I tried to use ebird years ago (circa 2004) and it was horrible. I gave up.
I heard now it's better so I went back late last year. After farting around
on it for about half an hour, I still think it sucks.
I use computers everyday for work and have done so since 1995 (back in the
day of Windows 3.1) but I still can't figure out how to pull up anything
I'd consider useful from ebird. Maybe it's my left-handed but logical brain
but I must need to be led by the hand through the wonderland that is ebird
'cuz I ain't finding it on my own.
Reliability is a whole 'nother factor - If I have no clue who a birder is,
or what their ID skill level is, I ain't going chasing after their
mis-identification. Does ebird have any sort of verification process for
the validity of their "scientific database" ??? There, I said it.
I already get good info from the MOUMN.org website and mostly reliable info
from the MOU and MNBird list servs. And oddly, sometimes it's just fun to
try your luck on your own.
I know I must be a luddite, as my cell phone is still dumb and I'm not a
twit (don't tweet). My Face is not in a book that's not made of paper
either and I email far more than I text (OMG, LOL). But apparently society
marches on to it's cyber drummer with me in it's virtual dust.
Saint Paul's Westside
One of the first conditions of happiness is that the link between Man and
Nature shall not be broken. -* Leo Tolstoy*
A well governed appetite is the greater part of liberty. - *Lucius Annaeus
On Mon, Apr 2, 2012 at 10:19 AM, Chris Fagyal <firstname.lastname@example.org>wrote:
> I'd actually be inclined to believe most Mou members don't use ebird. For
> example, I haven't lived in Minnesota since Oct of 2009, but I'm still
> number three for lifetime ebird list in Minnesota with only 311. If one
> looks at the moumn listing page there are well over 150 people on the 300
> club. It pains me to see so many people not utilizing such an awesome
> resource. It makes things easier for the listers (especially county
> listers) and it helps to grow the understanding of Minnesota's birds. With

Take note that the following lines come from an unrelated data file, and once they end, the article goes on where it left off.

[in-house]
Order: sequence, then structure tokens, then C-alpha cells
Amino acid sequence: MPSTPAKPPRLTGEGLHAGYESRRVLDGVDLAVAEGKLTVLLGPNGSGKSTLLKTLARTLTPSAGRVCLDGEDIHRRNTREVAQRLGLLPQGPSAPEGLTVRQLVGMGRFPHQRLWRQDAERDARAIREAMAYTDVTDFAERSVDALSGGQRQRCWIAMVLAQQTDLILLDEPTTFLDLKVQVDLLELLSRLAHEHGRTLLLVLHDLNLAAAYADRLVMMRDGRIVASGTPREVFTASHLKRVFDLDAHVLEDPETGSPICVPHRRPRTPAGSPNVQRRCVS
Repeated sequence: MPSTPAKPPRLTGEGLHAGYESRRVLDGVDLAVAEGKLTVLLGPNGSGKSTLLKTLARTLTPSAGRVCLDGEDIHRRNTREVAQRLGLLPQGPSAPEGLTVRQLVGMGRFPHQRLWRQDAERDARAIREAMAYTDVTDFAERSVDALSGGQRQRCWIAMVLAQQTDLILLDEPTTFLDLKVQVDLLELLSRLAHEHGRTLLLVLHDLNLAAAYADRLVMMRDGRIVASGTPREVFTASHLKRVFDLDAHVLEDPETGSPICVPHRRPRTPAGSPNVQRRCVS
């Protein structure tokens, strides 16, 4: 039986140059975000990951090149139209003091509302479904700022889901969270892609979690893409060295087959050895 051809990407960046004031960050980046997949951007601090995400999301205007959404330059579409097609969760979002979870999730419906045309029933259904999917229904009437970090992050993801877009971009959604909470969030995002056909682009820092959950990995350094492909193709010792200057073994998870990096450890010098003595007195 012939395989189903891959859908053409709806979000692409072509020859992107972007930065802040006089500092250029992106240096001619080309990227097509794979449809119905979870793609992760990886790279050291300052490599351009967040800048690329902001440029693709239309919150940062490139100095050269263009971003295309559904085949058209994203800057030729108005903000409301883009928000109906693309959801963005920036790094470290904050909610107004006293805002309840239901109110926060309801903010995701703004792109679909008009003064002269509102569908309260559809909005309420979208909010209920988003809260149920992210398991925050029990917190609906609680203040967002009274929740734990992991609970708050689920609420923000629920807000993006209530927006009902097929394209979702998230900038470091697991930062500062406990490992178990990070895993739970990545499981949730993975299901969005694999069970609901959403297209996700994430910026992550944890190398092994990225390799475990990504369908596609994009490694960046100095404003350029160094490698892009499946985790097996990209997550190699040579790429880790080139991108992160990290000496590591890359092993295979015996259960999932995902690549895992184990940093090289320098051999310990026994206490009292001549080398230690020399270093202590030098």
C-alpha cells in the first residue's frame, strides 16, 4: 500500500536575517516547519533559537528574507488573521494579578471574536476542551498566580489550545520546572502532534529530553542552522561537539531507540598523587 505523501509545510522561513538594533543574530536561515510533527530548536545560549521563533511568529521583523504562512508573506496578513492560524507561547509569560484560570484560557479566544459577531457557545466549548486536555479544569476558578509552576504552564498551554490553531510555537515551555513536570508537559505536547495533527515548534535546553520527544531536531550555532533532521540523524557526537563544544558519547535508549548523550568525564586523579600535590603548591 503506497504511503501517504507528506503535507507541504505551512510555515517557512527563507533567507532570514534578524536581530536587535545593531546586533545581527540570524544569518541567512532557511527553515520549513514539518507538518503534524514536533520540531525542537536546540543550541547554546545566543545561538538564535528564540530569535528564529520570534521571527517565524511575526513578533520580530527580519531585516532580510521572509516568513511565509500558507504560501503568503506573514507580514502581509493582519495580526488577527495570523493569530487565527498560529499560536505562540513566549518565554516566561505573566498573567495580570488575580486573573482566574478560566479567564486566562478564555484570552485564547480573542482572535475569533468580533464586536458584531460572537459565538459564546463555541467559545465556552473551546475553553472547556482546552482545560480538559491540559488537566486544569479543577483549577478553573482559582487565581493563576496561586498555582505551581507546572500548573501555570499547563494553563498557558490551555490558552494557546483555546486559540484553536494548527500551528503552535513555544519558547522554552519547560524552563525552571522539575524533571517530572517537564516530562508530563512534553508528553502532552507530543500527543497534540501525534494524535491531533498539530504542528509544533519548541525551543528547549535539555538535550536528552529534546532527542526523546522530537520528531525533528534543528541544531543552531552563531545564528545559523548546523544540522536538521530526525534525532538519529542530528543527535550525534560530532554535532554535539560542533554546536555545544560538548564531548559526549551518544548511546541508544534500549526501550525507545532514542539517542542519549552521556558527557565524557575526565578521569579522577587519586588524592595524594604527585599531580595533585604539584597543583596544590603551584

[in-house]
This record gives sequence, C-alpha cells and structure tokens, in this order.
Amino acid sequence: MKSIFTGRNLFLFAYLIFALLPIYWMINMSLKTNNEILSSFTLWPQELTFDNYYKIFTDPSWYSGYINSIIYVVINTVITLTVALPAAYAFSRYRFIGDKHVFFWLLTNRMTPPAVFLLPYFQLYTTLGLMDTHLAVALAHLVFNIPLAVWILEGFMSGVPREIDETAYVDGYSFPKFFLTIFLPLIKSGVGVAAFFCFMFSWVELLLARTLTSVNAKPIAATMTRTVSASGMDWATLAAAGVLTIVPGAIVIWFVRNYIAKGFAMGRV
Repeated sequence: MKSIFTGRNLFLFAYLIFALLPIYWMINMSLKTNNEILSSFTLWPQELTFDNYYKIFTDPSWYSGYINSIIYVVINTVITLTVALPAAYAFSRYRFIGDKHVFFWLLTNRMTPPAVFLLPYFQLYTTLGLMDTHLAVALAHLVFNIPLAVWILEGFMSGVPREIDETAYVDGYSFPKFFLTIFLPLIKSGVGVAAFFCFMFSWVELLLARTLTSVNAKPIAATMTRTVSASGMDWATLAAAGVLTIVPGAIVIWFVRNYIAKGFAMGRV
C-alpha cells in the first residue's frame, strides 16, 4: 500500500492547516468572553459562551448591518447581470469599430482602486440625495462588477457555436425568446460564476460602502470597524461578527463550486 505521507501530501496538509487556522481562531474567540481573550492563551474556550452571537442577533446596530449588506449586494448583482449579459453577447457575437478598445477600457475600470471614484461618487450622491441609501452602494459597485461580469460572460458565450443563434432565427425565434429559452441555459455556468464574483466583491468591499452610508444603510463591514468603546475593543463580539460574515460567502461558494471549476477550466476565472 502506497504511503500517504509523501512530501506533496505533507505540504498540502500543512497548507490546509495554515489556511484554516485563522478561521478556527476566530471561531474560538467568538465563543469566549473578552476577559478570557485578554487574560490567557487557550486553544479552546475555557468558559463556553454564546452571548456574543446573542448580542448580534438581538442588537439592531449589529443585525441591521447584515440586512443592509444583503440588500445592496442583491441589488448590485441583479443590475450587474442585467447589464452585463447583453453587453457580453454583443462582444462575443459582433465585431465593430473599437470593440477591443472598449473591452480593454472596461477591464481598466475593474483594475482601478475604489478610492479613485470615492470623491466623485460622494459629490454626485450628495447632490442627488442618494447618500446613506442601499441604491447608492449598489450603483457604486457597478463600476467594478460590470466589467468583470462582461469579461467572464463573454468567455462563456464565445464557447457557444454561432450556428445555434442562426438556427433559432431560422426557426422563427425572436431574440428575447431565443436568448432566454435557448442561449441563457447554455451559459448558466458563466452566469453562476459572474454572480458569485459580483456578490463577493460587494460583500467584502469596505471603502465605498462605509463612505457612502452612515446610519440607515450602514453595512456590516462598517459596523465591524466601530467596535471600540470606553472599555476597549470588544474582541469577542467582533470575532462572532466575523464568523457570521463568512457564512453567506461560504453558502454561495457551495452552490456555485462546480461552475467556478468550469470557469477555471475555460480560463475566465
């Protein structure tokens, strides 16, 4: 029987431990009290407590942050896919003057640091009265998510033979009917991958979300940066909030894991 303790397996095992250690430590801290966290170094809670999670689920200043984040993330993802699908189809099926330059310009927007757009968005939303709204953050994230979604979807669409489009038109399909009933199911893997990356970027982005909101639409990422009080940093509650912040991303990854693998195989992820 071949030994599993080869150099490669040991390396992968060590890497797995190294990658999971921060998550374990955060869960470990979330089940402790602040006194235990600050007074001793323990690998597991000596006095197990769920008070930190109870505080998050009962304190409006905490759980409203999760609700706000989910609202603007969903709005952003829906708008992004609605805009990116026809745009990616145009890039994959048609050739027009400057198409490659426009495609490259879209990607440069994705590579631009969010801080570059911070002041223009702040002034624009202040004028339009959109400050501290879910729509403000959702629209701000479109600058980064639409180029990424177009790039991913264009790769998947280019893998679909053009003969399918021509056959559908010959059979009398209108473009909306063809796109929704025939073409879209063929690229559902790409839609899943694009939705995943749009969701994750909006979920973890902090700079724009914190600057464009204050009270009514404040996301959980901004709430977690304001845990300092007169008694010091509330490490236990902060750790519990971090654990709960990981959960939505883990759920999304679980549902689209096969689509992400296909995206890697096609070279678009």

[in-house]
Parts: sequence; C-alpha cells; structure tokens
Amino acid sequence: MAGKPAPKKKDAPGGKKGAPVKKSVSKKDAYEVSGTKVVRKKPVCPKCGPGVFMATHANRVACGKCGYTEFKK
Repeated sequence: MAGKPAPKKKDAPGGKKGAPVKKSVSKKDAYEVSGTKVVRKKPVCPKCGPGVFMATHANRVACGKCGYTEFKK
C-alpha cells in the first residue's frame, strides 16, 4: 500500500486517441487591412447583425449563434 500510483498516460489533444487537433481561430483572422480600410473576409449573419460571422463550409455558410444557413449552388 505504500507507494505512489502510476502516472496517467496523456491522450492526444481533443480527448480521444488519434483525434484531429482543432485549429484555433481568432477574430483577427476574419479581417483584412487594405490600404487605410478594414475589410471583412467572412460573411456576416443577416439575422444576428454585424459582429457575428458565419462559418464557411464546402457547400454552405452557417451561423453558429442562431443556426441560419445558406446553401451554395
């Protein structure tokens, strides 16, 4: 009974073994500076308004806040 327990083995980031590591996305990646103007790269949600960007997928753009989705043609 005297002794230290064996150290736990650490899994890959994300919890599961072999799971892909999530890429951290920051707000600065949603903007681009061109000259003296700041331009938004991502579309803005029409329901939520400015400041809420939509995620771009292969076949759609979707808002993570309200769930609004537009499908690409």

> the various cool new iOS and android apps, submitting checklists can even
> be done in the field while birding!
> Ebird provides excellent tools for looking at distribution bar graphs by
> state, county or even location so one can see which birds are most likely
> at a given time of year. A great tool for looking at species arrivals
> during migration to know what is expected to be showing up. I use them all
> the time to try to understand arrival dates in Kansas as I continue to
> learn here in my new home.
> It's also very easy to import sightings from things like avisys or birders
> diary. If anyone would like help doing so I'd gladly offer some
> assistance. It only took me a few days to take sightings from five
> countries and ten years worth of data when I did so last year when Ebird
> went global. I haven't even used my listing software since because ebird
> does what I want so well.
> Chris Fagyal
> Jonathon Jongsma <jonathon@QUOTIDIAN.ORG> wrote:
> >On Mon, 2012-04-02 at 09:17 -0500, linda whyte wrote:
> >> too. Finally, I suspect that many MOU folks are e-bird users and figure
> >> that's all they need do to share.
> >This is certainly possible (I admit that I feel this way sometimes), but
> >it doesn't really explain the difference between Wisconsin and Minnesota
> >mailing lists. Wisconsin birders submit *far* more ebird reports than
> >Minnesota birders do, and yet apparently their mailing list is also more
> >And since I'm writing anyway, I saw a Vesper Sparrow and 2 Yellow-rumped
> >Warblers at Powderhorn Park in Minneapolis this morning.
> >Join or Leave mou-net: http://lists.umn.edu/cgi-bin/wa?SUBED1=mou-net
> >Archives: http://lists.umn.edu/archives/mou-net.html
Join or Leave mou-net: http://lists.umn.edu/cgi-bin/wa?SUBED1=mou-net